On March 25, 2015 the National Association of Scholars released a report on the global sustainability movement titled "Sustainability: Higher Education's New Fundamentalism." The launch event was held at the UN Millennium Hotel. Arthur Brooks, the president of the American Enterprise Institute, delivered the keynote speech and Herb London, president of the London Center for Policy Research and chairman of the NAS board, and Neil Ross, the U.S. program director for Spiked magazine, also spoke at the event. Additionally, coauthors of the report Rachelle Peterson and Peter Wood delivered remarks at the event. Here is the executive summary of the report.
Social media enables universities to reach a global audience. And, while it's true that sites/apps like Twitter aren't accessible in all countries, it is probably going to be de rigueur in the near future for schools to communicate using social platforms in a multilingual capacity.
We as a society have lost the sense that within the study of art, literature, and the humanities, there are things vital to shaping our souls, and to discovering and taking into ourselves what it means to be fully human. That Homer, Dante, Milton, Cervantes, Michelangelo, and all these great men saw more deeply into the human experience than almost any other, and came back to tell us what they learned, and to help us see what they saw.
This piece is part of a series of posts from the Founding Class KGI about their experience reimagining the traditional college experience. Minerva is a new university program that prepares students to solve complex global problems.
As the student demographic becomes more non-traditional, the expectations and value-adding factors for students also transform. Institutions need to offer more programming that offers direct, and fast, labor market outcomes, such as stackable certificates and short courses. Institutions need to focus on making sure their business processes align with what students have come to expect from other industries.
While by no means a perfect model, what we’ve done at Utah State showcases the power of engaging faculty and staff as leaders to rethink how a quality degree is defined, assessed and explained. Such engagement couldn’t be more critical. After all, if we are to change the culture of higher learning, we can't do it without the buy-in from those who perform it. Teachers and advisers want their students to succeed, and the D.Q.P. opens a refreshing conversation about success that focuses on the skills and knowledge students truly need. The D.Q.P. helps give higher education practitioners an opportunity to do things differently. Let’s not waste it.
Researchers at Princeton-based Educational Testing Service (ETS) expected it to be when they administered a test called the Program for the International Assessment of Adult Competencies (PIAAC). Sponsored by the OECD, the test was designed to measure the job skills of adults, aged 16 to 65, in 23 countries. When the results were analyzed by age group and nationality, it is clear that Millennials in the U.S. fall short when it comes to the skills employers want most: literacy (including the ability to follow simple instructions), practical math, and — hold on to your hat — a category called “problem-solving in technology-rich environments.”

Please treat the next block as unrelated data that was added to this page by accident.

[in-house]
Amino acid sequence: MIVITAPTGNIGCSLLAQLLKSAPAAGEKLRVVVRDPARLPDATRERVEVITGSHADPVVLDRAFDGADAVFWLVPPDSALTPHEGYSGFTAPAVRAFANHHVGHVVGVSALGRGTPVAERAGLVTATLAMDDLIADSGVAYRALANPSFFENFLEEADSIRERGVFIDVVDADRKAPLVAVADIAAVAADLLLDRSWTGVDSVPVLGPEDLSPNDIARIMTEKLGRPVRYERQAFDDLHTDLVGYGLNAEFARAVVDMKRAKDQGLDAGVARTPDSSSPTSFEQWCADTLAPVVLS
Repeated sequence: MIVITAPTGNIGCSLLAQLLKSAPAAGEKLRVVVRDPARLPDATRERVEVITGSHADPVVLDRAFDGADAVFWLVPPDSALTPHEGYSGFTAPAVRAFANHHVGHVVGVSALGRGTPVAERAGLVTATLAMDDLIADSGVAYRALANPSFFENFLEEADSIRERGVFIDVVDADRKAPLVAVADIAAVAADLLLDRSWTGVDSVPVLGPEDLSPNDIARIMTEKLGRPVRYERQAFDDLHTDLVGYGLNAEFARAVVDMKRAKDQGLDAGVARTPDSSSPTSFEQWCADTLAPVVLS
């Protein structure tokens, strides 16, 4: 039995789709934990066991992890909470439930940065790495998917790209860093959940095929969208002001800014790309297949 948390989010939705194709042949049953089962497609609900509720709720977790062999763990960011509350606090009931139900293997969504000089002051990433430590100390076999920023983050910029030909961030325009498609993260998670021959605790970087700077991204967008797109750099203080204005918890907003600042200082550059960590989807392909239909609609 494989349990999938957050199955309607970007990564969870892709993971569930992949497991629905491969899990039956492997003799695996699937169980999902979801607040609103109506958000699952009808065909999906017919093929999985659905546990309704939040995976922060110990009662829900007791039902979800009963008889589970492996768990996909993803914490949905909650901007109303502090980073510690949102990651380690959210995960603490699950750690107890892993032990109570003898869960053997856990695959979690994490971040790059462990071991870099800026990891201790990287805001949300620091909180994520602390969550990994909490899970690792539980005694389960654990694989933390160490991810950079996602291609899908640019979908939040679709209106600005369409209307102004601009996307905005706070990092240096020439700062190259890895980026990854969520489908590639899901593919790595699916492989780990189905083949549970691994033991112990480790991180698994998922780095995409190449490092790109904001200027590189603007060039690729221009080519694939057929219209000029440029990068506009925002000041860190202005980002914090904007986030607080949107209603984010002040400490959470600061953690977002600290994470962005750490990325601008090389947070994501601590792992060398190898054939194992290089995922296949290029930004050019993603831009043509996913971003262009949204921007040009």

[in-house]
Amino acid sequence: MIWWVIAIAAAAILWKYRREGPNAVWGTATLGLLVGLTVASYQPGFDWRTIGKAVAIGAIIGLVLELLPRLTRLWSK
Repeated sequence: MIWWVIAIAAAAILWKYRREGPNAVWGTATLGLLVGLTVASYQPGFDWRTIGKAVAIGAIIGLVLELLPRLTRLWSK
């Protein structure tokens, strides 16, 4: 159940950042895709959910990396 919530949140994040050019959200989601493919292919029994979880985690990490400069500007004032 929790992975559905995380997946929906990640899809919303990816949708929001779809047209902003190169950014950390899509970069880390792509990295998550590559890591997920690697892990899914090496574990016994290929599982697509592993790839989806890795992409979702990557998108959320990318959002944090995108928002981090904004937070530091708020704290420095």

Essay on the gap between the worldview of college and university faculty on the one hand and that of the information technology sector on the other. The university might reach out to the start-up culture emanating from Silicon Valley as a potentially powerful ally.
Senator Lamar Alexander on Monday released three policy papers outlining ideas on making colleges share in the financial risk of the federal loans they provide students, overhauling accreditation and changing how the federal government collects data from colleges. The documents offer the most expansive look yet at Alexander’s priorities for rewriting the Higher Education Act, which he has said he wants the Senate to vote on by the end of 2015.
The End of College takes the long view in diagnosing a higher education business model that Carey says is desperately flawed. He goes back centuries to describe how colleges developed scattered and disjointed missions. Carey also looks forward, to how information technology could help birth a more affordable and meritocratic form of higher education. Inside Higher Ed sent some questions about the book to Carey via email. The exchange is below.
The "unbundling" of degrees that many are predicting -- where students assemble the learning they want, offered in person or online, by one or more institutions to earn credentials -- is something that Hennessy predicted was the future of continuing education and professional education. "Online technologies will dominate this marketplace," he said. And this will include many professionally oriented master's programs, he said. But he rejected the idea that this would be or should be the future of undergraduate education.
Capella University–an accredited online institution founded in 1993–has gained the reputation of being among the foremost innovators driving competency-based education (CBE) in the higher-ed landscape, thanks to its FlexPath program.
If higher education is to serve our nation and its citizens in an ever more competitive marketplace, innovation must be at the heart of every institutional mission. We will all have to learn to be more nimble and to adapt and transform at light speed in order to remain viable in the global marketplace of education.
Several sessions focused on how alternative credentials, such as digital badges and new features of social-media platforms like LinkedIn, would become an important new currency for signaling personal achievement.
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